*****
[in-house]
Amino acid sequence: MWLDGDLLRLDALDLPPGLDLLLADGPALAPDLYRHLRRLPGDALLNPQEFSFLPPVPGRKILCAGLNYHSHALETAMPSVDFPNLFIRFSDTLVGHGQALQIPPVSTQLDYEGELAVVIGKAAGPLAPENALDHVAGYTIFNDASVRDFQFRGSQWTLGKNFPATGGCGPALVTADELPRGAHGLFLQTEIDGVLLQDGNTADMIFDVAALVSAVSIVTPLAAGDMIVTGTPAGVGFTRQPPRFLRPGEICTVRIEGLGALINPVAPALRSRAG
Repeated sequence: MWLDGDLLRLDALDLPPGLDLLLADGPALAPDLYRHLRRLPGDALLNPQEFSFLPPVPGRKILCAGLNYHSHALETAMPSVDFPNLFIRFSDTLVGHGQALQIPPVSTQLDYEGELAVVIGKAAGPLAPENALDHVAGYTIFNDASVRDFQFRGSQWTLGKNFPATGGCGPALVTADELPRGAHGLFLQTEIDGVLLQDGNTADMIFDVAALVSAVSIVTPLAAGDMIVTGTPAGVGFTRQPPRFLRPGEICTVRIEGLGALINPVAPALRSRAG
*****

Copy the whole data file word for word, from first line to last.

[in-house]
Amino acid sequence: MWLDGDLLRLDALDLPPGLDLLLADGPALAPDLYRHLRRLPGDALLNPQEFSFLPPVPGRKILCAGLNYHSHALETAMPSVDFPNLFIRFSDTLVGHGQALQIPPVSTQLDYEGELAVVIGKAAGPLAPENALDHVAGYTIFNDASVRDFQFRGSQWTLGKNFPATGGCGPALVTADELPRGAHGLFLQTEIDGVLLQDGNTADMIFDVAALVSAVSIVTPLAAGDMIVTGTPAGVGFTRQPPRFLRPGEICTVRIEGLGALINPVAPALRSRAG
Repeated sequence: MWLDGDLLRLDALDLPPGLDLLLADGPALAPDLYRHLRRLPGDALLNPQEFSFLPPVPGRKILCAGLNYHSHALETAMPSVDFPNLFIRFSDTLVGHGQALQIPPVSTQLDYEGELAVVIGKAAGPLAPENALDHVAGYTIFNDASVRDFQFRGSQWTLGKNFPATGGCGPALVTADELPRGAHGLFLQTEIDGVLLQDGNTADMIFDVAALVSAVSIVTPLAAGDMIVTGTPAGVGFTRQPPRFLRPGEICTVRIEGLGALINPVAPALRSRAG